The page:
Axe Capital on Drugs, a Scandal and a Firing
by Paul Vigna | Wall Street Journal | June 14, 2020
A few weeks ago, we questioned whether Showtime’s “Billions” was lionizing Wall Street or satirizing it. We’ve come to a decision.
It’s satire. No other answer makes sense.
In the midseason finale (directed by David Costabile; written by Brian Koppelman, David Levien and Emily Hornsby), Bobby Axelrod gets his entire firm hooked on a purported productivity drug, which almost has Axe Capital staring down the barrel of a $3 billion loss, while Mason Carbon deals with a far less dramatic scandal, and Chuck Rhoades tricks the Treasury secretary into firing himself.
There isn’t much Wall Street stuff in this episode that needs deconstructing. It’s all about how the stories are presented.
Victor (Louis Cancelmi) gets samples of a new drug, Vigilantrix, which apparently turbocharges the brain. Suddenly, he’s playing six-dimensional chess and outthinking even Axe himself.
This drug is almost exactly like NZT-48, an experimental drug in the movie “Limitless,” which was based on Alan Glynn’s novel, “The Dark Fields.” It puts your brain on overdrive, allowing it to process insane amounts of data.
Axe gets the office hooked on Vigilantrix and they concoct a wild trading scheme: cornering the market in rare metals, controlling the technologies that need them, the mines that yield them, and, well, something involving asteroid mining. At this point, they’re all on drugs so none of it actually makes sense, something only a not-drugged Taylor Mason realizes.
Contrast the drug-spun corner-the-market story to the other Axe-related plot: the tin scandal. Really, a scandal involving tin. A solar-panel company in which Mason Carbon and Mike Prince both invested discovers that its tin supply isn’t coming from a safe, ethical Australian mine, but from the Congo. For the solar company, it’s an embarrassing lapse that could hurt the business.
Now, there is a dramatic story to be told about conflict minerals, but it’s in the Congo, not New York. Through the lens of Wall Street profit and losses, this is a boring story.
It probably wasn’t intentional, but putting these stories side by side shows how hard it is to tell stories about Wall Street. You need outrageous schemes, or drugs, or ideally both, to make it dramatic. Most of the time, Wall Street is people sitting in rooms, staring at screens. The episode, seen this way, satirizes both Wall Street and the genre that tries to make it interesting for an audience.
Was this the intention when they lifted a theme from another movie? We’re not sure, but let’s hope they were going for meta, and not just being lazy.
Elsewhere, Axe’s staff finally realizes something: Turning Axe Capital into a bank means that their jobs almost certainly will go away. Ding ding! For weeks, we’ve been saying that hedge funds and banks don’t mix. If you’re going to have one, you’re not going to have the other. They should’ve been reading our recaps.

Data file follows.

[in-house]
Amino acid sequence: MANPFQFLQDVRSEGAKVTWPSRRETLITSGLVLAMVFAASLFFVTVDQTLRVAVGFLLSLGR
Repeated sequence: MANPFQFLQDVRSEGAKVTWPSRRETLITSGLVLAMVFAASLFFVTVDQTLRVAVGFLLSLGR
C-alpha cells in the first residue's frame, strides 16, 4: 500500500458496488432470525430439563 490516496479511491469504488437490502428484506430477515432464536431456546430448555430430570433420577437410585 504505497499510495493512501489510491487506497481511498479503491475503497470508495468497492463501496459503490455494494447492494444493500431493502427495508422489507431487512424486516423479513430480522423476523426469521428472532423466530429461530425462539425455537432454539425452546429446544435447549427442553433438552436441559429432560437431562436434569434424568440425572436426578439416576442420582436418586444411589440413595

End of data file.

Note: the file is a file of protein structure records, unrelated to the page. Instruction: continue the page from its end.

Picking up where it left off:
What convinced us, though, that “Billions” has morphed into satire wasn’t the loopy Vigilantrix story, but Chuck Rhoades’s attempt to destroy Todd Krakow, the Treasury secretary, which culminates in a wild sendup of what in the real world are boring meetings of central bankers.
Chuck tasks his Yale Law School interns to find some crumb of dirt on Krakow (possibly just to block Axe from getting his bank, though it isn’t specified, and several students rebel against the ethically dubious assignment). When they can’t find anything, Chuck and Kate Sacker come up with a scam—trick Krakow into thinking he’s being investigated, so he quits. Which he does, at a meeting of the New York Fed’s economic advisory panel (a real group that meets twice a year, though it’s usually professors and not cabinet members).
A better setting would have been a meeting of the president’s “working group on financial markets,” which also is real, and includes the Treasury secretary, the Fed chief, the SEC and the CFTC. Wall Street calls this panel the “plunge protection team,” because it keeps the market from crashing. Whether that’s actually true, it certainly jibes with the nihilist ethos of “Billions.”
Mr. Costabile as the director here (he usually plays Wags) levers this scene up for as much comedic juice as it’ll yield. Krakow sits in an ornate, dark, paneled room at the New York Fed’s downtown headquarters, hearing Chuck’s words in his head, thinking the meeting is being secretly taped. He panics as the fat cats around him discuss interest rates while laughing, backslapping and gorging on the world’s wealth. It is the epitome of a group orchestrating the market for its own profit. Krakow stands up and denounces them all. Somehow, that gets him fired.
“I’m done,” he says to the media, “back to doing what I do best, making the ka-ching machine go ka-ching.”
Satire, right? What else could it be?
When Krakow berates his fellow fat cats, he makes a reference to coronavirus. It makes us wonder how much of the real world the show will incorporate into its final five episodes, whenever it returns. This was the final episode before the show went on hiatus.
The market crash during the pandemic could devastate Axe Capital…
Read the rest of the original article at Wall Street Journal